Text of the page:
Breaking News

Tweet TWEET

U.S. Federal Reserve Beige Book: Philadelphia District (Text)

The following is the text of the Federal Reserve Board’s Third District-- Philadelphia.

THIRD DISTRICT - PHILADELPHIA

Overall, business activity in the Third District has continued to show slow, steady improvement since the previous Beige Book. Overall sentiment improved, and the unseasonably mild weather undoubtedly contributed to this. Since the last Beige Book, manufacturing activity has grown further, and many manufacturing industries have contributed to this growth; however, the pace has slowed slightly. Retail sales continued to grow modestly. Motor vehicle dealers experienced unseasonably strong sales growth in February, but sales were less robust in March. Third District banks have reported slight growth in demand and continued strong credit quality since the last Beige Book. New home construction continued to improve in Pennsylvania but slowed in New Jersey due to the large inventory of distressed homes. Little change was seen by commercial real estate contacts who reported slowly improving markets. Overall, service-sector firms reported continued growth. Price pressures have remained contained for most sectors, with little change from the last Beige Book.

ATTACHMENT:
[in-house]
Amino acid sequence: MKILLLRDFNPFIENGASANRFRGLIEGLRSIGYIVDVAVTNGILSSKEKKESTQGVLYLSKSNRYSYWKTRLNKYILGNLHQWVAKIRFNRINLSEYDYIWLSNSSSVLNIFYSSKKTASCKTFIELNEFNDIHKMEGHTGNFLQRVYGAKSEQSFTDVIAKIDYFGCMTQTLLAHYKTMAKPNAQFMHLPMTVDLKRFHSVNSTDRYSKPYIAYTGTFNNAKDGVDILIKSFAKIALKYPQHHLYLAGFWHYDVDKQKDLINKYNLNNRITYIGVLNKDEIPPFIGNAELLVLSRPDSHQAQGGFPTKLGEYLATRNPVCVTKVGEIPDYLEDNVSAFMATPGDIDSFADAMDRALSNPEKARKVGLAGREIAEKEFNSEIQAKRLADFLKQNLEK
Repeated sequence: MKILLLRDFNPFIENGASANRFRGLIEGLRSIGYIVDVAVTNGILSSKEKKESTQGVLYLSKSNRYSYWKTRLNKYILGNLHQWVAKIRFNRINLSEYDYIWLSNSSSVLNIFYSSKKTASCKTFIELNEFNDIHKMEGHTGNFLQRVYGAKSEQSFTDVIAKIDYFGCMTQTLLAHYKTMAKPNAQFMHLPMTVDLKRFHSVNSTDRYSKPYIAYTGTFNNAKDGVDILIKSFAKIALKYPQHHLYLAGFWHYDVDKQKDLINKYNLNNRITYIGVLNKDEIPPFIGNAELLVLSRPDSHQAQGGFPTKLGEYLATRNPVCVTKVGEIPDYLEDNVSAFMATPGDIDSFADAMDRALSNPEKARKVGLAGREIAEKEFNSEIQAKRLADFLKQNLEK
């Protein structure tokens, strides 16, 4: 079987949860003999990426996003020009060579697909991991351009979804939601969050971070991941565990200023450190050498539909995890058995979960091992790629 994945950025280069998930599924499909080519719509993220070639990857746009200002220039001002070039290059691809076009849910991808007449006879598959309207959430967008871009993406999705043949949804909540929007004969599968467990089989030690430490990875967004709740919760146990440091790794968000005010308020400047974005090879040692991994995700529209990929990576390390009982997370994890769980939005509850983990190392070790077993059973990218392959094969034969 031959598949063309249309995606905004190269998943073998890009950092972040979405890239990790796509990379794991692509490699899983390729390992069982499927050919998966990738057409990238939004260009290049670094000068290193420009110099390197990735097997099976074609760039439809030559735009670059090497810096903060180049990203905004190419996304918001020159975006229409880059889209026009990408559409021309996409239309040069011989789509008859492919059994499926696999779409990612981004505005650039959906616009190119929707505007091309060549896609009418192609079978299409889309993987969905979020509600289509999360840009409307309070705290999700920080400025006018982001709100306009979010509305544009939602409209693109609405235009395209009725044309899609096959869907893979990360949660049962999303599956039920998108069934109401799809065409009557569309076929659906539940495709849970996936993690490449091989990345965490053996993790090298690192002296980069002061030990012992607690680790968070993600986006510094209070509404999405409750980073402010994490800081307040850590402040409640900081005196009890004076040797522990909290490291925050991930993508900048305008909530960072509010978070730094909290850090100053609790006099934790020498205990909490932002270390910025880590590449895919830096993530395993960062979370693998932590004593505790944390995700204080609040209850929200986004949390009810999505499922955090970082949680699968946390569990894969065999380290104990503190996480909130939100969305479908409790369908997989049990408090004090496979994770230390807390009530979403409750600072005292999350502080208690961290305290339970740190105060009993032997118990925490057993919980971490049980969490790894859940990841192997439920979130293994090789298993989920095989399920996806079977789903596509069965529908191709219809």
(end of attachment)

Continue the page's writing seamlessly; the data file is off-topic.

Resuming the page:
The outlook remains relatively optimistic among most firms, similar to the sentiment expressed in the last Beige Book. Manufacturers’ expectations for the next six months have changed little and remain relatively high. Retailers continue to expect slow, steady improvement. Auto dealers anticipate continued strong sales; however, they acknowledge that the robust first quarter might shave a little off the typical spring seasonal surge. Banking, real estate, and service-sector firms continue to plan for slow growth in 2012. In general, business plans remained cautious; however, there was a noticeable lack of the litany of risks and uncertainties as expressed by contacts over the last six months.

Manufacturing